MINNEAPOLIS (AP) -- Michigan State's balance and experience were
too much for Minnesota.
All those made free throws sure helped, as well.
Alan Anderson scored 13 points on 11-for-12 shooting from the
foul line, and the Spartans (No. 16 ESPN/USA Today; No. 19 AP) sank 26 of 28 free throws
to hold off the Gophers 69-55 on Saturday.
"We needed a senior to come through, and he came through,"
Michigan State coach Tom Izzo said, praising Anderson's performance
in the city where he once was a star at De La Salle High School.
Maurice Ager and Shannon Brown each added 12 points for the
Spartans (12-3, 4-1 Big Ten), who played their usual stifling
defense and won their second straight since a 62-59 loss at
Wisconsin last Sunday.
Anderson went 5-for-6 at the line in the last minute of a
physical game that frequently featured bodies flying and hitting
the floor hard.
"It felt great," Anderson said. "Everybody stepped up."
Jeff Hagen, Minnesota's second-leading scorer and emotional
leader, made a surprising appearance on his sprained left knee and
finished with 16 points. Aaron Robinson added 12 points, and Vince
Grier and Brent Lawson each had 10 for the Gophers (13-5, 3-2).
They were 14-for-24 at the free-throw line.
"We have a really small margin for error," coach Dan Monson
said, "and today we used it up."
Coming off a gutty overtime victory at Ohio State on Wednesday
night, in which Hagen got hurt in the first half and didn't return,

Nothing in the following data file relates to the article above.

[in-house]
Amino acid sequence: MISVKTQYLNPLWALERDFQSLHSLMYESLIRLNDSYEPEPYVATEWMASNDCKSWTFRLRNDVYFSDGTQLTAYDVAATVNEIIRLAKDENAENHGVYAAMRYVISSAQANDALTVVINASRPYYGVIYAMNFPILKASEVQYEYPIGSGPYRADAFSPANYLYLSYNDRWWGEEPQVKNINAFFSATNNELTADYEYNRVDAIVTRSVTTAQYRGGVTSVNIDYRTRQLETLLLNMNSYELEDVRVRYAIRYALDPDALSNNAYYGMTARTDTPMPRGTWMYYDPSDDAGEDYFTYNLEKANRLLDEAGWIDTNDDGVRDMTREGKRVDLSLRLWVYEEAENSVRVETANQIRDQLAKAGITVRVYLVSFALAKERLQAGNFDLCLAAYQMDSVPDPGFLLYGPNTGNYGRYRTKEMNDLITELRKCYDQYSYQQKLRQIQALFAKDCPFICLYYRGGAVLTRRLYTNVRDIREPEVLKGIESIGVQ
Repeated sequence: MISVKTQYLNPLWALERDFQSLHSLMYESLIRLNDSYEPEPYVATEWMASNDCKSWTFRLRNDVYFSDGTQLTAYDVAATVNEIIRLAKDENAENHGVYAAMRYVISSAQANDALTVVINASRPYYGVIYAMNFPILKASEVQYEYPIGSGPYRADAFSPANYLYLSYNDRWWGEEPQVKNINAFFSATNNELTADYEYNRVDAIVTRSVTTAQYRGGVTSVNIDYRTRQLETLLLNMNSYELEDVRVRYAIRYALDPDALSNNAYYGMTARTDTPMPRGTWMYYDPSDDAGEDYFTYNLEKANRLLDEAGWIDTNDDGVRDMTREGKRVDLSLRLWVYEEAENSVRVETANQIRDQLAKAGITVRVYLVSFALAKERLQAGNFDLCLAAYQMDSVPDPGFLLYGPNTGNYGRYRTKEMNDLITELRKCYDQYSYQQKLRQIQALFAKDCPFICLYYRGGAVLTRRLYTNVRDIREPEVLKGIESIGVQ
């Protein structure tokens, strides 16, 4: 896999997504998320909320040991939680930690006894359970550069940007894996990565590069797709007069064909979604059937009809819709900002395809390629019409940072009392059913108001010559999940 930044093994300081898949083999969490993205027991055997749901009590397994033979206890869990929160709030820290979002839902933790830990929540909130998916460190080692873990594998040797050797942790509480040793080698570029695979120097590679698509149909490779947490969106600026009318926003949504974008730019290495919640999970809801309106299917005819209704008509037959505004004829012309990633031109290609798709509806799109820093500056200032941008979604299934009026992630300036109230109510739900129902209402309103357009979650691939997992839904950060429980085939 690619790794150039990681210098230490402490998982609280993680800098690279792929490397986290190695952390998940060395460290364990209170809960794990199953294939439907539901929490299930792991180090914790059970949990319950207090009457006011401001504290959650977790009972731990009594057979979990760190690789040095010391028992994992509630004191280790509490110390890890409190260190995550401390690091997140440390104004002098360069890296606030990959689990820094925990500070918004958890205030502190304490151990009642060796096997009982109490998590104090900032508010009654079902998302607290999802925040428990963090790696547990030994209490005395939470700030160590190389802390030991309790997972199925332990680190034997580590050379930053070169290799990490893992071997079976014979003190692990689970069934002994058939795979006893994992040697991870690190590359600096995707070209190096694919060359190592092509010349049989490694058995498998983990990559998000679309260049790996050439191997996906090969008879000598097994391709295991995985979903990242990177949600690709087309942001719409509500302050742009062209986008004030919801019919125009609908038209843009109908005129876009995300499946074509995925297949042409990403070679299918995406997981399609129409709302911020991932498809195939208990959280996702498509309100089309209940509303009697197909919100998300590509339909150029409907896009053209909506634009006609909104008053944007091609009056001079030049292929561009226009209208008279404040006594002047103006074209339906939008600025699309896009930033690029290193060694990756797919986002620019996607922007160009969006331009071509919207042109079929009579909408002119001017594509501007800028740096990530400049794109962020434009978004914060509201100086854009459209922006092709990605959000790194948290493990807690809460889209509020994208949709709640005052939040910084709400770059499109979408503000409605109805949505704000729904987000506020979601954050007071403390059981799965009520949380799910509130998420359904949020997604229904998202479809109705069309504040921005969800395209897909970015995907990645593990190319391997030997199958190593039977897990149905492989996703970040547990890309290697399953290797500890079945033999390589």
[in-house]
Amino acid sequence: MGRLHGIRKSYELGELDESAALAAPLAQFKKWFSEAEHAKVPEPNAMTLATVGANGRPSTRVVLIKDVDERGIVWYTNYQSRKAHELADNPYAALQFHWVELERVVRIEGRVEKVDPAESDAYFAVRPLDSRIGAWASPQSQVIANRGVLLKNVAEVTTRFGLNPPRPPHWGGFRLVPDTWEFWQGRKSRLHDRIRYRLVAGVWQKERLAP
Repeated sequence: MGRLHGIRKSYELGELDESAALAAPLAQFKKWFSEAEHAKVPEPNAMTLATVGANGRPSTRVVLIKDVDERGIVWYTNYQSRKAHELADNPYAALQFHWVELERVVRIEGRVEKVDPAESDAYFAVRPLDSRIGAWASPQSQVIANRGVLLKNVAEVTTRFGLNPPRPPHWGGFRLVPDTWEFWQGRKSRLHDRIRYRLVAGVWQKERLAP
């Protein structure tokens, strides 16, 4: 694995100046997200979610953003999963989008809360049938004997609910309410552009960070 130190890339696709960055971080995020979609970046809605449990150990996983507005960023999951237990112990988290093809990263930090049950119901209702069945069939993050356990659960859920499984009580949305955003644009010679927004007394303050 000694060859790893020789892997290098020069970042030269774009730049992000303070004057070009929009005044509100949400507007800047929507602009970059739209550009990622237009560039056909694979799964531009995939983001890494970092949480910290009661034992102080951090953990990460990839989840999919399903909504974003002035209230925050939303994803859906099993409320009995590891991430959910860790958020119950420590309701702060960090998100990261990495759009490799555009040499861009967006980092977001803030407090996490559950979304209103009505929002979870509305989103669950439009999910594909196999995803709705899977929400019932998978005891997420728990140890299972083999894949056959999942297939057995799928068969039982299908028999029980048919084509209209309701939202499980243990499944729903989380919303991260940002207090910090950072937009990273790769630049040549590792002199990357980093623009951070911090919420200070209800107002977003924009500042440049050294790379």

this was a critical conference game for the Gophers.
Picked by most people to finish near the bottom of the Big Ten,
Minnesota has used good defense and teamwork to beat the
expectations and already equal last season's conference victory
The Gophers' ledger includes losses to two other ranked teams,
Alabama and Oklahoma, but Michigan State was arguably their
toughest foe to date.
"We had to skip some steps here," Monson said. "We weren't
quite good enough."
At week's beginning, the Spartans had a 79.6 free-throw
percentage -- best in Division I. In winning nine of their last 10
games, they've held opponents to an average of 58 points -- and none
more than 64.
There was no way Hagen was sitting this one out.
"Just a little tough, but it wasn't terrible," said Hagen, who
also aggravated an old injury -- sprained left ankle -- in the second
half. "I don't like missing big games."
Michigan State controlled the paint with a 40-25 rebounding edge
and locked down Grier, Minnesota's leading scorer and rebounder, by
denying him room to drive and using what Izzo called the six-eye
rule. Three defenders, each with both eyes on Grier at all times.
"I knew it was coming," said Grier, whose runner cut Michigan
State's advantage to 46-40 with 13:09 remaining. Less than a minute
later, Michigan State star Paul Davis was called for his fourth
foul and left the game.
The Gophers couldn't capitalize, though, with Hagen hobbling up
and down the court and their perimeter shots not falling -- as the
balanced, more experienced Spartans maintained a safe lead
throughout the half.
Grier's bank shot got Minnesota as close as it had been since
halftime, 58-53 with 2:14 left, but Anderson followed with a
putback on the other end to bump the lead back to seven.
"It's nice to come in here and get a win," guard Tim Bograkos
said. "Everybody contributed what they could do, and it worked
Hagen, who wore a black brace on his knee, gave the Gophers some
energy when he entered the game midway through the first half.
Giving freshman Spencer Tollackson a break, Hagen toiled inside
against Davis -- a preseason All-Big Ten selection -- and helped keep
the Spartans from building a lead any bigger than seven. A senior
who began his career as a walk-on, Hagen had six points in the
final three minutes before intermission.
"It was kind of a heroic deal," Izzo said. "He just sucked it
up for the team."
The announced crowd of 12,200 -- more than 2,000 short of a
sellout -- was the largest this season at Williams Arena.